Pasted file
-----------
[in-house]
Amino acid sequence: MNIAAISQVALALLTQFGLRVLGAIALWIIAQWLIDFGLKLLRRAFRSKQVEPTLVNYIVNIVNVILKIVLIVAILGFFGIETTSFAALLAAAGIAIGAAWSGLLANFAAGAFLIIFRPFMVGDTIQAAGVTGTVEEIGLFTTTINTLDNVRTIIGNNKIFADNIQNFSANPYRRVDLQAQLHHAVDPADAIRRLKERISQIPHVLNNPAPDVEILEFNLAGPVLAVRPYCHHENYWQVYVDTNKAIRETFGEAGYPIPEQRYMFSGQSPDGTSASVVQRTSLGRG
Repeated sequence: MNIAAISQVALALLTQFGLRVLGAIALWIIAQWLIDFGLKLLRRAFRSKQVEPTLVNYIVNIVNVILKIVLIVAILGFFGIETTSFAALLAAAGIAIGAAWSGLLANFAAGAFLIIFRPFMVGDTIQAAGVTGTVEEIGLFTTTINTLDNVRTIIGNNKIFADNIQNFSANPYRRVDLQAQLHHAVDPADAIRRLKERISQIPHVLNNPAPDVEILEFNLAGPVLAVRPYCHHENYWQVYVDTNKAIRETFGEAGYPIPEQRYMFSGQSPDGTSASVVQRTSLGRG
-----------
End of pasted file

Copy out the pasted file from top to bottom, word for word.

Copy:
[in-house]
Amino acid sequence: MNIAAISQVALALLTQFGLRVLGAIALWIIAQWLIDFGLKLLRRAFRSKQVEPTLVNYIVNIVNVILKIVLIVAILGFFGIETTSFAALLAAAGIAIGAAWSGLLANFAAGAFLIIFRPFMVGDTIQAAGVTGTVEEIGLFTTTINTLDNVRTIIGNNKIFADNIQNFSANPYRRVDLQAQLHHAVDPADAIRRLKERISQIPHVLNNPAPDVEILEFNLAGPVLAVRPYCHHENYWQVYVDTNKAIRETFGEAGYPIPEQRYMFSGQSPDGTSASVVQRTSLGRG
Repeated sequence: MNIAAISQVALALLTQFGLRVLGAIALWIIAQWLIDFGLKLLRRAFRSKQVEPTLVNYIVNIVNVILKIVLIVAILGFFGIETTSFAALLAAAGIAIGAAWSGLLANFAAGAFLIIFRPFMVGDTIQAAGVTGTVEEIGLFTTTINTLDNVRTIIGNNKIFADNIQNFSANPYRRVDLQAQLHHAVDPADAIRRLKERISQIPHVLNNPAPDVEILEFNLAGPVLAVRPYCHHENYWQVYVDTNKAIRETFGEAGYPIPEQRYMFSGQSPDGTSASVVQRTSLGRG